And for those who may worry about salmonella in the “uncooked” eggs, you can use pasteurized eggs, or an egg substitute, both readily available today at your local grocery – however, if the Mexicans I talk to are correct, a “limon” squeezed on anything will kill whatever germs may be lurking there! Hey, seems to work for them.


The “Real” Key Lime Pie
Chef Al Kramer
“Manna From Heaven”
pg 201


  • ½ cup + 1 Tbs. fresh lime juice (and 2 Tbs. of zest – optional)
  • 1 14oz can of sweetened condensed milk
  • 6 egg yolks
  • 6 egg whites (for meringue topping)
  • 1 pre-baked graham cracker pie crust


  • Heat oven to 400 degrees
  • Have the pre-baked crust ready for filling
  • Squeeze the lime juice (after zesting, if desired – it really is worth it!)
  • Spoon the condensed milk into a bowl
  • Mix the beaten egg yolks into the condensed milk (add 1 Tbs. of zest if using)
  • Quickly mix in the lime juice well, and fill the pie crust immediately
  • In a separate bowl, beat the six egg whites (and 1 Tbs. zest, if using) until stiff
  • Top the filled pie crust with the meringue and brown in the oven (maybe 5 minutes – keep an eye on it!)
  • Refrigerate pie before serving


If we can legitimately credit the Florida Keys with the creation of this superb dessert -and I think we can because who else would have had the key limes to use?- then this is the contribution of The Keys to the food culture of America – and a good one indeed!



About drfugawe

I'm a guy with enough time to do as I please, and that my resources allow. The problem(s) are: I have 100s of interests; I have a short attention span; I have instant expectations; I'm lazy; and I'm broke. But I'm OK with all that, 'cause otherwise I'd be so busy, I'd be dead in a year.
This entry was posted in America's Food Secrets, Baking, Food and tagged , , , , , , , , , . Bookmark the permalink.

4 Responses to America’s Food Secrets #6, Ponte Vedre, Florida

  1. The cover on that book is too much! I bought a bag of key limes in the grocery store once but they were as hard as rocks. Should I try again? How many limes do you need to get the required amount of juice?

  2. drfugawe says:

    Hi Susan,
    How’s school? crazy, I bet.

    Yeah, the last time I got the tiny limes, they were hard and juiceless. But then, I didn’t squeeze them in the store either, which helps. Ever since lemons became rare and therefore expensive, I’ve been using limes, mostly the Mex ones about the size of golf balls – they’re usually OK, and cheap as well. You’d need about 6 of those to make 1/2 cup of juice.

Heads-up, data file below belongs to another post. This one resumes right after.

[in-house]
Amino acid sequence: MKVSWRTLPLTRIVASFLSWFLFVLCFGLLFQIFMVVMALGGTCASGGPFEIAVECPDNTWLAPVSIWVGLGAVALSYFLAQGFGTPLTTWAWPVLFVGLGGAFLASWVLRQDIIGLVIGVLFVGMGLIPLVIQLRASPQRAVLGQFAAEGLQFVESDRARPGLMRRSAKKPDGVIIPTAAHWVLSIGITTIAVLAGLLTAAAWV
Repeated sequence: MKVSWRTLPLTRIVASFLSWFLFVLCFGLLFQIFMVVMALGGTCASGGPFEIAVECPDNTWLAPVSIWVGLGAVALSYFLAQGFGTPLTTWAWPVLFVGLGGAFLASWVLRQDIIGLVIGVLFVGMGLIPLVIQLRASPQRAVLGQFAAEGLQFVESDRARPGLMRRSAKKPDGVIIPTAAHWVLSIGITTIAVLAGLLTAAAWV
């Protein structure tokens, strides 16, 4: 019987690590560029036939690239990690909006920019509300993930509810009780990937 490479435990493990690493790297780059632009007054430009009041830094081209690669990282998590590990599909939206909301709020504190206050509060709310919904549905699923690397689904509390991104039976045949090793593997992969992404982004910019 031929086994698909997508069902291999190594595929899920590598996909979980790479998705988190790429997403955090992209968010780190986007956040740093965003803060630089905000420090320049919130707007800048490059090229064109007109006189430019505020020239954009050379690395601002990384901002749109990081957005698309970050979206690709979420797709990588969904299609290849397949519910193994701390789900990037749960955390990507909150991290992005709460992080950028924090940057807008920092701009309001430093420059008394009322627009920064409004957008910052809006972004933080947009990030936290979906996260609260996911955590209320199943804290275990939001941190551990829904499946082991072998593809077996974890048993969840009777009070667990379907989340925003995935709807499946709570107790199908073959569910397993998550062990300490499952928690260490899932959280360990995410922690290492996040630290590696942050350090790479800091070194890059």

Stay busy!

  3. Annette says:

    When I lived in Mexico a long while ago the “limon” was a mix between the lemon and the lime. What do you think? More lime than I remember? Here in TN there is a pie called the chess pie; all sugar, eggs, milk and butter. Not my cup of tea.
    By the way, where do you get these old community cookbooks? I agree, they’re half dessert recipes.

  4. drfugawe says:

    I’m not an expert in these things, but my guess is that there are any number of Mexican limons, but none are equal to what we call a lemon – I know they have a lot of different sizes of limes, all which they call, limons, however, if they let them fully ripen, the skin on them turns to yellow – this fact, and the name thing, leads to no end of confusion.

    I got almost all my community cookbooks on eBay, about 5 years ago – I also find some at garage sales, and a rare few in Thrift stores (I think my local thrift stores are selling them on the side!). I tried never to pay more than $1 each for them, but of course I lost some really good ones that way! If you’re patient, and you know how to buy what they call “lots” on eBay, you can sometimes snag a box or two for a good price.

Leave a Reply

Fill in your details below or click an icon to log in: Logo

You are commenting using your account. Log Out /  Change )

Google+ photo

You are commenting using your Google+ account. Log Out /  Change )

Twitter picture

You are commenting using your Twitter account. Log Out /  Change )

Facebook photo

You are commenting using your Facebook account. Log Out /  Change )


Connecting to %s